“It was to attack the policies and procedures that were in place, that let a serial molester continue to molest children,” Conti said. “I had this sense of guilt. …What if I had done something to maybe protect this other child?”

During the trial, Conti’s attorney Rick Simons zeroed in on the Watchtower’s child abuse policy memos.

In his deposition during Conti’s lawsuit, Clarke said elders are required to adhere strictly to the Watchtower’s policies.

“Are congregations free to deviate from the practices through which instructions are given through ‘Body of Elder’ letters?” her lawyers asked.

“No,” Clarke responded.

In an attempt to discover who wrote the memos, Simons also deposed Allen Shuster, a supervisor in the Watchtower’s service department, where the memos were drafted.

Shuster testified that he might have contributed to writing some of the memos but that he couldn’t remember for sure.

“There would have been a group of elders within the service department that would have reviewed this letter,” he said. “It would have been approved by a committee of the Governing Body.”

Simons then asked about the two-witness rule.

“These are policies that come from the Governing Body?” Simons asked.

“That is an accurate statement, yes,” Shuster said.

Before the Conti case, all U.S. child abuse lawsuits against the Watchtower had been either dismissed or settled out of court. Hers was the first to go to trial. The jury found in 2012 that the North Fremont congregation and the Watchtower had been negligent, failing to protect Conti from a known child abuser. She was awarded more than $15 million.

In the wake of the Conti verdict, Josh Hood and his daughter filed their own lawsuit against the Watchtower in 2012.

Howard Magee, the Hoods’ lawyer, deposed Thomas Jefferson, another Watchtower supervisor in the New York service department. He corroborated Clarke’s testimony in Conti’s case that elders are instructed to report child abuse to the Watchtower’s legal department and expected to follow whatever advice they receive.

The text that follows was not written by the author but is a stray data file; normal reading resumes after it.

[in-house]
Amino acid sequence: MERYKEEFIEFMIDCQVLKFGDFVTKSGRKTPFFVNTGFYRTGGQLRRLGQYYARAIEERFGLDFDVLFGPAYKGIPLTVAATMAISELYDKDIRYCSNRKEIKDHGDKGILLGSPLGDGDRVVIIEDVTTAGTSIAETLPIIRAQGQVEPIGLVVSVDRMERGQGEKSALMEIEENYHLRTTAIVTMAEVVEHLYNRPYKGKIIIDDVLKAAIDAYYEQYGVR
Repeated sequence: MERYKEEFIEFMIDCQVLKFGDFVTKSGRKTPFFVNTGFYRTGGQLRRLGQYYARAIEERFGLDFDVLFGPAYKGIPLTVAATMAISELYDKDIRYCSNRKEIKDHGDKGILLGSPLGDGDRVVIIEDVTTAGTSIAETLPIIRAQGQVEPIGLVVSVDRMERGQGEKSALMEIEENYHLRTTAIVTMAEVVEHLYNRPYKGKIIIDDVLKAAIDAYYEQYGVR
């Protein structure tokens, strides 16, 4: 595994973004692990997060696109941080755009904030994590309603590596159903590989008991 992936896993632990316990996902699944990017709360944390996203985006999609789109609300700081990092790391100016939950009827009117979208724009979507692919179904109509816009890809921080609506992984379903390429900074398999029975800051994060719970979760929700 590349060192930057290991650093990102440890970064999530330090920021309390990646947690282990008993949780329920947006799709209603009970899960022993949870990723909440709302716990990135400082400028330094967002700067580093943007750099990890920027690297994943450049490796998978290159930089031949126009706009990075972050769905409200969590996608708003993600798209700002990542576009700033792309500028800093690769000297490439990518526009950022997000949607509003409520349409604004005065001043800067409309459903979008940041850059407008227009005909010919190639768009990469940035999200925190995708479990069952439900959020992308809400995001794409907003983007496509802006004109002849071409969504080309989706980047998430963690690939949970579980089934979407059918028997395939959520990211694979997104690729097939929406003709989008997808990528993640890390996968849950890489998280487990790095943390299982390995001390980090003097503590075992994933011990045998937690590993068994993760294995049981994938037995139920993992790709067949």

Jefferson said the Watchtower has files on Kendrick’s abuse history. He was not aware of any Watchtower policy that would prohibit Kendrick from preaching door to door, he said

“Child molestation is a confidential matter,” he said.

Kendrick, now 61, is still an active member of the Oakley congregation. He and Linda Hood remain together. Linda Hood’s granddaughter’s case was dismissed after the judge affirmed the Watchtower’s First Amendment protection.

This month, a California judge in another case ruled against the Watchtower for refusing to provide its database of abusers.

In a statement to Reveal punctuated with Bible citations, the Watchtower stated that congregation elders comply with child abuse reporting laws.

“The victim and his or her parents have the absolute right to report the matter to the governmental authorities. (Galatians 6:5),” the statement read. “Congregation elders do not shield abusers from the authorities or from the consequences of their actions. (Galatians 6:7).”

“We believe that loving and protective parents are the best deterrent to child abuse.”